Table 1. Comparison of Privatization Experiences
Privatization in Cuba is still pending. As such, it is wise in the meantime to extract lessons, good and bad, from other countries. Before reporting on the lessons learned from Albania, Estonia and Russia we will describe current conditions in Cuba for privatization.
There are historical considerations to be made when the Cuban regime announces or permits a partial liberalization of the economy. Each time farmers markets and individual private industry has been permitted it has logically thrived. Average Cubans made significant amounts of money that led to considerable gains of confidence within the possibilities of a totalitarian state. Quickly the state shut them down in fear that Cubans behaved as bourgeois capitalists. This has long been deemed dangerous behavior. Any recent loosening of restrictions should be taken with a grain of salt and possibly as a public relations campaign in conjunction with its “release” of political prisoners, otherwise known as forced exile of oppositionists.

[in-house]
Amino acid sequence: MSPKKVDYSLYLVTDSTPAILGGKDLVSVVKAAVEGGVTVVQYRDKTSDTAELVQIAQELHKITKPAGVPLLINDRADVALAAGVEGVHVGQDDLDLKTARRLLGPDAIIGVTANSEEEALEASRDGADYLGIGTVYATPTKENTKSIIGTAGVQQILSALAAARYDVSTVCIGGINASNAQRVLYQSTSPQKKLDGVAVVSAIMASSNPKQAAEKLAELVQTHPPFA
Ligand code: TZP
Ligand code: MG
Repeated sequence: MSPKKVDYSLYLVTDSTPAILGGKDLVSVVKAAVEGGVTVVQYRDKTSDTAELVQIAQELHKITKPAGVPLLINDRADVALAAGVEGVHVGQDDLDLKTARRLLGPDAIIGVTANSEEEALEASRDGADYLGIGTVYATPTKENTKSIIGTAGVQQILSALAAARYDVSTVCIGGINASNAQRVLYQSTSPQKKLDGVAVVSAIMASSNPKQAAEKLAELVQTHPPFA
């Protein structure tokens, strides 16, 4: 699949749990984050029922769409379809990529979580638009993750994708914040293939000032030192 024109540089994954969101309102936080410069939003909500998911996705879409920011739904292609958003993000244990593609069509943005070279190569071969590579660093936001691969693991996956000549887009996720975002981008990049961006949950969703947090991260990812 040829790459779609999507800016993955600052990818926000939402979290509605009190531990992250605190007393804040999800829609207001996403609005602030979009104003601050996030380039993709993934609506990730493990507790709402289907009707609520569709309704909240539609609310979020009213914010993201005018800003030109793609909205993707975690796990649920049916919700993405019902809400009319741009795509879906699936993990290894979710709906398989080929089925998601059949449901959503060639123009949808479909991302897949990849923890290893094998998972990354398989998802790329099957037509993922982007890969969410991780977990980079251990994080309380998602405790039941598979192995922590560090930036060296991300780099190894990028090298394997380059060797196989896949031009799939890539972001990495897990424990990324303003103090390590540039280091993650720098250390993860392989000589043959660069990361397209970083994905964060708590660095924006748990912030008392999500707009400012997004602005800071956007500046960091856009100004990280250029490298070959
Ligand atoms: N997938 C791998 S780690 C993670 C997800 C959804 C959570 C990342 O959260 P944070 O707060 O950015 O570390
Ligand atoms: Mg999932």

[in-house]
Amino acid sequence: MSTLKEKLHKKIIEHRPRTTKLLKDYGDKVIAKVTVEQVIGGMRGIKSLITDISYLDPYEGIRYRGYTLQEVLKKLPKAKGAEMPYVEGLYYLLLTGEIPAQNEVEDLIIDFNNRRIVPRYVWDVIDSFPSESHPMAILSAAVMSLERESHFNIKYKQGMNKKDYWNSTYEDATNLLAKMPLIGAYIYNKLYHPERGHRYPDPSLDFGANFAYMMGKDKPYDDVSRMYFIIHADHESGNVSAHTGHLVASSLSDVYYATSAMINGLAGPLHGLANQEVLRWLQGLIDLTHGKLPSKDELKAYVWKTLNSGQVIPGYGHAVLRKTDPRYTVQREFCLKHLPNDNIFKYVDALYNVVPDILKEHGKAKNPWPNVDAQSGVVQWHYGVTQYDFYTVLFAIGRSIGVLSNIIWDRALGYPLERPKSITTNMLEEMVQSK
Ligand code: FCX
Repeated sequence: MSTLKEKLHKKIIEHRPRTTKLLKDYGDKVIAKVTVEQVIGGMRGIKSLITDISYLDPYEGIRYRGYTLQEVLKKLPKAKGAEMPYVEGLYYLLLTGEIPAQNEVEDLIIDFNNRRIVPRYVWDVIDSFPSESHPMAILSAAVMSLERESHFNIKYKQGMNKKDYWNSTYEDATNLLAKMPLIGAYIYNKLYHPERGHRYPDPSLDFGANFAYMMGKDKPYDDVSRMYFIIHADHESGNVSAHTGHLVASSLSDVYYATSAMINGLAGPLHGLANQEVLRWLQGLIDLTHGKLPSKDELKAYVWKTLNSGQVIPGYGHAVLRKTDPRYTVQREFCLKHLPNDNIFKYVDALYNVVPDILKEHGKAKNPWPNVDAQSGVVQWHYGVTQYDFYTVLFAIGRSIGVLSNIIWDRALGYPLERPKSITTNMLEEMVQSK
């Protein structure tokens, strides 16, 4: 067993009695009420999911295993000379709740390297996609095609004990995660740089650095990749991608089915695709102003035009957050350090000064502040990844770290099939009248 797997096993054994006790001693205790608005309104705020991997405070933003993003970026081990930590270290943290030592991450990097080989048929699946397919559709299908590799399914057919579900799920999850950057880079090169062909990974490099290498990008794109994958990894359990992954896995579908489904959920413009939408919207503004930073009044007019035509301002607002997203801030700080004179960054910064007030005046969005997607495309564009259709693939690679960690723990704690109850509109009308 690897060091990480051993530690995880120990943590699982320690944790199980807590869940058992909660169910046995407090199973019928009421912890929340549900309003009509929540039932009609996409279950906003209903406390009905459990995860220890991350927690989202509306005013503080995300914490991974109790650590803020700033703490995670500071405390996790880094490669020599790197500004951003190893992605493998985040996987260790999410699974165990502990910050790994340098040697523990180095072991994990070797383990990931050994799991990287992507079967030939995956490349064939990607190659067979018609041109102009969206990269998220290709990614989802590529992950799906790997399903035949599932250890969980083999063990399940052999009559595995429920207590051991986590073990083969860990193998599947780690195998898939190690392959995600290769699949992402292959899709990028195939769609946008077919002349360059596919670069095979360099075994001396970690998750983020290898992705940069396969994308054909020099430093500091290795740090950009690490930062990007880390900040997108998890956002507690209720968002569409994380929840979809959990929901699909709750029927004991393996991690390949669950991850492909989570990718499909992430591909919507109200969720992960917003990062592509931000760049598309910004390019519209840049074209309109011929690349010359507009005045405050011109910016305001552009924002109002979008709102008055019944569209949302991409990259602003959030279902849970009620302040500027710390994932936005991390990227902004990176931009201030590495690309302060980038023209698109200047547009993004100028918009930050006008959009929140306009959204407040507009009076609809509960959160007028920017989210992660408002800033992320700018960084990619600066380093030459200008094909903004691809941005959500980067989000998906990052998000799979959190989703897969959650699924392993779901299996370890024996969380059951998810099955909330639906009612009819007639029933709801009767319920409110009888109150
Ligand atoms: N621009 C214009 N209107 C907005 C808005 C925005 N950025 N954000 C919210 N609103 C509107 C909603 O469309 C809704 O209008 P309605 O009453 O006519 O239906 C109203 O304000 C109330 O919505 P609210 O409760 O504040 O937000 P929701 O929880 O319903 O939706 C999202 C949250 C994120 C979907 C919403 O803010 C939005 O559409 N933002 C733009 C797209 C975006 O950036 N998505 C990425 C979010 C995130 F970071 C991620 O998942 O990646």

Raúl Castro has publicly declared some relaxation of restrictions on small private enterprise such as permitting usufruct rights to idle lands. That is, those who work the land can technically make use of their products for personal consumption and sale. This measure does not mean that the state is no longer the owner. To date, the only people who can engage in market economy real estate transactions in Cuba are foreigners. As long as the regime maintains the power to shut down private enterprise, the possibility for a large-scale privatization scheme is limited if not altogether impossible.